Language of Light: Using Visuals to Communicate Culture

In modern worship, we can use visual language that draws upon 2,000 years of church history, and generations of culture.

Language of Light: Using Visuals to Communicate Culture
Lighting and projection help communicate the church's mission during a recent worship service at Crossroads Community Church in Fitchburg, Massachusetts.
Credit: Tom Neforas for Crossroads Community Church

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Language of Light: Using Visuals to Communicate Culture

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Language of Light: Using Visuals to Communicate Culture

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For Lighting Design, What Software Is The Right Match For Your Needs? (Part 3)
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This worship space was that of a cathedral style, with 60-foot ceilings and the layout of a cross if viewed from above. So right away, the architecture focuses you on the work of the cross. The size and grandeur of the room would speak immediately about the glory of God. At the altar, we had a beautiful hand carved crucifix, a golden tabernacle, incense burning (The hazer of liturgical church) and several life-sized statues of Mary and St. Cecelia (patron saint of church production? She is the saint of music…).

The lighting was simple, never stealing attention from the artwork. The consistent look of the space before, during and after service encouraged visitors to explore the space for themselves and ponder the life of Christ. While there were plenty of simple white lights for the altar, the main light for Sunday morning services was 40-plus feet of colorful stained glass, with the resurrection at the center of everything as sunlight poured over the altar.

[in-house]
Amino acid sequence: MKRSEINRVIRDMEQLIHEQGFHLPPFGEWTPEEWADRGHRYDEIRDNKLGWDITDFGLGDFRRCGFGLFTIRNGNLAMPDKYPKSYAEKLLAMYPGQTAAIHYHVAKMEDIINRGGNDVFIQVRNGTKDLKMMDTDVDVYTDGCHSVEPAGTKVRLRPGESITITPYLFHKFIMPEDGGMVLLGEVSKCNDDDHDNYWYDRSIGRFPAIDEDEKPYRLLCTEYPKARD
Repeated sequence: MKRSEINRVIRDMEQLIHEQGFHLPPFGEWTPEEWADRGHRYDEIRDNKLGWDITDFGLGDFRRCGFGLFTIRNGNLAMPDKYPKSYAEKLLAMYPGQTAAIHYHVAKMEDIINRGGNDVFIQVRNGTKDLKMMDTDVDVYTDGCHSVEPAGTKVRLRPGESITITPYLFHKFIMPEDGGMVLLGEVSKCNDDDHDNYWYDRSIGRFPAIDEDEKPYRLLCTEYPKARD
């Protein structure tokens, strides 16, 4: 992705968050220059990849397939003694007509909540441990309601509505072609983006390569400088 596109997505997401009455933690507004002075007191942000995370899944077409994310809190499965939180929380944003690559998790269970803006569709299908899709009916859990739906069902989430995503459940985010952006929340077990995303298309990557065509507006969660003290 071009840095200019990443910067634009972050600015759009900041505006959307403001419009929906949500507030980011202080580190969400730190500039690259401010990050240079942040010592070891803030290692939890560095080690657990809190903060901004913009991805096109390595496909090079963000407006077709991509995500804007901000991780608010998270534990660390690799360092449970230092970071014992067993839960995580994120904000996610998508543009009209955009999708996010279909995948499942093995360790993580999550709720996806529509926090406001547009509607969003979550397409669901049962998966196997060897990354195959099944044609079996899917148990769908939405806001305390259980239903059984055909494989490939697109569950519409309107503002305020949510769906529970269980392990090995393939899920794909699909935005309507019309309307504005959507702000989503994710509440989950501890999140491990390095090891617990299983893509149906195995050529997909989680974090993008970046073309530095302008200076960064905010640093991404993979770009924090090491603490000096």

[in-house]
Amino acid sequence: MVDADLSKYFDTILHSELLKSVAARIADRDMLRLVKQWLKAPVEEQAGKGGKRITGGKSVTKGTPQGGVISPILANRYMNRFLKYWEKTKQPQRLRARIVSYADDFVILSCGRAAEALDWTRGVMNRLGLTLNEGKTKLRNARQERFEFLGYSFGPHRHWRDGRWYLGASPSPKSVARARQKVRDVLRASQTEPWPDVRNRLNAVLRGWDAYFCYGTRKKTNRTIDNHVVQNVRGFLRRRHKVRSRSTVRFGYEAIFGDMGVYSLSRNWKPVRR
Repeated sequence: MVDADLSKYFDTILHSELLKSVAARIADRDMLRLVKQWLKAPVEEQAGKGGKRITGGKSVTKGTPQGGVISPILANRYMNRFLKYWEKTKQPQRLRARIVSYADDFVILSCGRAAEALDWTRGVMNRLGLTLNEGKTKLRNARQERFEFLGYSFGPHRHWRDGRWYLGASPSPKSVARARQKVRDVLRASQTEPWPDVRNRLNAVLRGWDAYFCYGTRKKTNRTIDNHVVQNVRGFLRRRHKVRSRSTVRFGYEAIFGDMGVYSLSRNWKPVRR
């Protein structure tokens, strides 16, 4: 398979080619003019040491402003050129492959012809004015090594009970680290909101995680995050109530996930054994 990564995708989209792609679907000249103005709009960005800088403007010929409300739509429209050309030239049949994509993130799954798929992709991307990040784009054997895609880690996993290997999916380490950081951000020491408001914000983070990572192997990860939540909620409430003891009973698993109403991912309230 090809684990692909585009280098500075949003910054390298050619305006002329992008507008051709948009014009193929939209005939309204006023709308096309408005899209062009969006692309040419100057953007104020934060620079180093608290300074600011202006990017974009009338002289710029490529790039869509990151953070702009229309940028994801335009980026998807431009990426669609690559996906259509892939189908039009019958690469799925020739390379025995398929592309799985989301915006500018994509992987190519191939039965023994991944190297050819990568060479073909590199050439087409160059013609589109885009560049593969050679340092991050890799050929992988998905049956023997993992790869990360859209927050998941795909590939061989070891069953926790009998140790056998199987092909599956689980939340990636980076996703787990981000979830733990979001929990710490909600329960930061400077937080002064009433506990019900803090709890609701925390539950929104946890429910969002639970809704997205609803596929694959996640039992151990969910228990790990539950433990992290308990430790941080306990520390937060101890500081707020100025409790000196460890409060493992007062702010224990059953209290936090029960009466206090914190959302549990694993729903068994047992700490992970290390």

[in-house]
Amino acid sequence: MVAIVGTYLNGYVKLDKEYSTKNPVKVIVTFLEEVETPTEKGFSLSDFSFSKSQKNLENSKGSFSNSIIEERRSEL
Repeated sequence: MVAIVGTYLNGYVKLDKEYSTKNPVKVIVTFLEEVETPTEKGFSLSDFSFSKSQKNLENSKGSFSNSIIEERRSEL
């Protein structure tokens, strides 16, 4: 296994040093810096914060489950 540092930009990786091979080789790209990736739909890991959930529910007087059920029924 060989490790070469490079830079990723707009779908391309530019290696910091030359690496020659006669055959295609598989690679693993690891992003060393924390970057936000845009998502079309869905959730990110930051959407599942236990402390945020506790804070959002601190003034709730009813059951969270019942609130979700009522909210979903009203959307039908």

Stained Glass and Rock Star Leaders

Stained glass and windows in general are an awesome expression of theology in lighting design. Stain glass allows the building to close off the outside world and replace it with a vision of heaven. Even if it’s a simple single color instead of a detailed picture, the effect of cutting off the church body from worldly, sinful influence is clear. Holiness and biblical separation are the key values for these churches.

We’ve carried this over into the modern worship setting, with projectors and concert-style lighting. Like stained glass, separation is a key value. In many cases, we’ve completely removed all windows to avoid light pollution.

Again, we’re communicating a difference between the church and the world.

Interestingly, the feel of a concert setting at church also creates a relatable, fun vibe that borrows pop culture looks. People can see something separated, but relatable. Or “in the world, but not of the world,” if you prefer.

Concert lighting brings in a whole new set of visual language for an audience to absorb, this time from TV. It’s a language they have learned from countless rock stars and Broadway shows. These are larger than life figures. Using this language in church makes our leadership feel important.

Spotlights on a singer or preacher immediately imparts presence and authority.

After all, only important people on TV get spotlights.


More About Adrian Gates
Adrian Gates is the Media Director for Crossroads Community Church in Fitchburg, Massachusetts. In his 16 years as a media professional, Adrian has served many different roles, including music producer, web master, videographer, consultant, social media “expert,” sound guy, lighting guy, stage hand, and roadie. His clients have included some of the largest tech companies in the world, New England churches looking to modernize, and dedicated weekend warriors. Adrian is a graduate of the New England Institute of Art and Communications.
Get in Touch: mediaservices@crossroadsconnects.com    More by Adrian Gates

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Worship Facilities Magazine, March-April 2018
The March-April 2018 issue of Worship Facilities Magazine offers articles about how to prepare, prevent and respond to church violence, a look into what church management software can do for your church community, and a piece on how a once popular nightclub venue was transitioned to become Shoreline Church's new home.


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